Plantar fasciitis is a common cause of pain on the bottom of your heel. You may feel the pain is especially acute when you first get out of bed in the morning and is aggravated by activity. At Pinnacle Foot and Ankle Clinic in Westminster, Colorado, Katherine Parodi, DPM, and Jacob Stuart, DPM, you get the very best care for this potentially chronic condition that keeps you from doing activities you enjoy. Call the office today or use this website to request an appointment online at the first signs of heel pain.
Your heels are attached to your toes via the plantar fascia, a long, thick tendon. When this tendon becomes inflamed, you have plantar fasciitis.
Plantar fasciitis causes stabbing, and intense heel pain, making it painful to walk, run, or jump. Sometimes, you can develop a bony growth, or bone spur, in response to plantar fasciitis.
If you have severe heel pain, it’s likely due to plantar fasciitis. The pain is most intense first thing in the morning, when you step out of bed, or when standing after a long period of sitting down. The pain often subsides during the day with activity and may even ease with exercise, but comes back later more intensely.
Your plantar fascia supports you when you walk, stand, run, and jump. The tendon is quite durable, but too much stress or trauma can overwhelm the tissue. You often develop plantar fasciitis in response to repeated overuse.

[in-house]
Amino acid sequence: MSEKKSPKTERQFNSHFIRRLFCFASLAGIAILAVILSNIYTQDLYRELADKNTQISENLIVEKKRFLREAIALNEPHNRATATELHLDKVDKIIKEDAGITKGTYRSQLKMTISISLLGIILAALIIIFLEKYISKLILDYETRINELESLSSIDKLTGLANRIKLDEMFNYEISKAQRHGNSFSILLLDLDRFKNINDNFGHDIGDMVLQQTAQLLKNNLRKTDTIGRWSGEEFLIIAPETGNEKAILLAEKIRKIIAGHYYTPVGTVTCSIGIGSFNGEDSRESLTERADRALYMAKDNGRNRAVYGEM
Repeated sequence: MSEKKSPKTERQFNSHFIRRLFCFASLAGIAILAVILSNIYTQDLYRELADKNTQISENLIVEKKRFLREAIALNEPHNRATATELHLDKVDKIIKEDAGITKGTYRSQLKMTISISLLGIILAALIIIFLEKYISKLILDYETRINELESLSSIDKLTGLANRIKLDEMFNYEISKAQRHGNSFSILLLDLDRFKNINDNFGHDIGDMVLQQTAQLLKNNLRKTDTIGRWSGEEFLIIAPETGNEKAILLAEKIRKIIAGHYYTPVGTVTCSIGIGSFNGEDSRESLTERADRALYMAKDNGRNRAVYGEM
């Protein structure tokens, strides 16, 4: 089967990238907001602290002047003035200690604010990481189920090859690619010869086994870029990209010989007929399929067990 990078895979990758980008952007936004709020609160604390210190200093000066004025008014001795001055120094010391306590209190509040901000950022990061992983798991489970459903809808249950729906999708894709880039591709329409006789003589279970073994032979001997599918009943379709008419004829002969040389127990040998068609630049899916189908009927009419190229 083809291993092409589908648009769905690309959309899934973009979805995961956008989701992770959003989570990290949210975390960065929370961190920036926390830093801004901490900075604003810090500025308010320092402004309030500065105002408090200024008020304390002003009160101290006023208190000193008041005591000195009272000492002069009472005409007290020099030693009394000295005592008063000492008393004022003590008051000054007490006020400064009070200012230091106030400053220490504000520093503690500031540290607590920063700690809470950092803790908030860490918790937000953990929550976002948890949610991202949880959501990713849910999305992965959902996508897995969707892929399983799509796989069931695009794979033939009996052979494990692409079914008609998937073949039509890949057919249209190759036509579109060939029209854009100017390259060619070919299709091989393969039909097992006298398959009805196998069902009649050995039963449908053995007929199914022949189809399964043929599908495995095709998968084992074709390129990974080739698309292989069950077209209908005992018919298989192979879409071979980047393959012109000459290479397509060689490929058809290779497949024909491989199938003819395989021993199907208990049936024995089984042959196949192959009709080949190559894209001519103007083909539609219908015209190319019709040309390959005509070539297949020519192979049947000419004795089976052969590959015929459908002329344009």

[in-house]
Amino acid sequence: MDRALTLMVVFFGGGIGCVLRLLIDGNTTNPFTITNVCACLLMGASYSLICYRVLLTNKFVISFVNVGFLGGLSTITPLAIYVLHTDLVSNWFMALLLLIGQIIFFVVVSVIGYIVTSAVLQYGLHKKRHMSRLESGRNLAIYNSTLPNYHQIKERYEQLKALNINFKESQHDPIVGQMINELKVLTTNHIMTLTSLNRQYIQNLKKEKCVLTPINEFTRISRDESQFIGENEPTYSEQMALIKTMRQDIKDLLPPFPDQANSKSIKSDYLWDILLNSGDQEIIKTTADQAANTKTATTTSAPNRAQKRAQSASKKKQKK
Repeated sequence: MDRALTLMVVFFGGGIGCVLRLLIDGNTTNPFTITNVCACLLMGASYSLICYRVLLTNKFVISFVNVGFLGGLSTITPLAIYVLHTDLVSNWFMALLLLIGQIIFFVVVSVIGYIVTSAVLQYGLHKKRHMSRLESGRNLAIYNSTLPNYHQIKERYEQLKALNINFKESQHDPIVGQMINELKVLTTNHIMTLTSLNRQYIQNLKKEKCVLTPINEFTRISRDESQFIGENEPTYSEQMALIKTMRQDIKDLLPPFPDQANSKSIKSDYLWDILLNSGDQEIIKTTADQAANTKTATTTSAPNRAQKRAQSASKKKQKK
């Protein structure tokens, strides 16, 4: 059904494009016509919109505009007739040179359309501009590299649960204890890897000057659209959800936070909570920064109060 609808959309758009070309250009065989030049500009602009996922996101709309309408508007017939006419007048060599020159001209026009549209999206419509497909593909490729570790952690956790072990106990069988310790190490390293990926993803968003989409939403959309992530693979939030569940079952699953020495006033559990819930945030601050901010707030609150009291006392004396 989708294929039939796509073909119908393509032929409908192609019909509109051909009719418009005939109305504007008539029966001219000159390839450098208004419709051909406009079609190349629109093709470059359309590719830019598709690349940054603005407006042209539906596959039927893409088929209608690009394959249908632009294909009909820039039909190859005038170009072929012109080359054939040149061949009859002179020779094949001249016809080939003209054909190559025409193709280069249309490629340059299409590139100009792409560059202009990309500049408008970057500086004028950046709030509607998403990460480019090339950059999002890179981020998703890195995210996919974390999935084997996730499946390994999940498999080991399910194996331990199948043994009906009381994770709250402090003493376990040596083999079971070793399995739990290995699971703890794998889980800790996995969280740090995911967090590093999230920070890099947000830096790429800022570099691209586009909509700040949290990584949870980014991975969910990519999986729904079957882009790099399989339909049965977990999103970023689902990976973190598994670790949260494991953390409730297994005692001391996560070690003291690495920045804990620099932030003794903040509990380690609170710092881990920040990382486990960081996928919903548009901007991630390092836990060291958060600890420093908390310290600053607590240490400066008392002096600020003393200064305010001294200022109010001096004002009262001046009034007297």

The condition can develop gradually in response to repetitive stress from running.
Other risk factors for developing plantar fasciitis include:
These factors increase stress on your plantar fascia, making it more vulnerable to irritation.
Come to Pinnacle Foot and Ankle Clinic when you first notice plantar fasciitis pain. The team can help you resolve the problem with conservative treatments like rest, icing, and stretching exercises.
Some patients get pain relief after regularly wearing a specialized overnight splint to relieve overly tight muscles. You may also benefit from customized orthotics that stabilize your foot to prevent stressing the plantar fascia. These interventions take time but can resolve plantar fasciitis so you can get back to doing the activities you love.
If you’ve noticed the pain of plantar fasciitis for six months or longer, it can be harder to treat. These conservative treatments may not relieve your pain, and if they do, they will take much longer to be effective.
The Pinnacle Foot and Ankle Clinic team may recommend more intensive therapies like extracorporeal shock wave therapy to break down scar tissue and inflammation. You may also need to maintain long-term activity modifications to allow the tendon to heal.
Call Pinnacle Foot and Ankle Clinic at the first signs of plantar fasciitis pain, or use this website to make an appointment online for prompt care.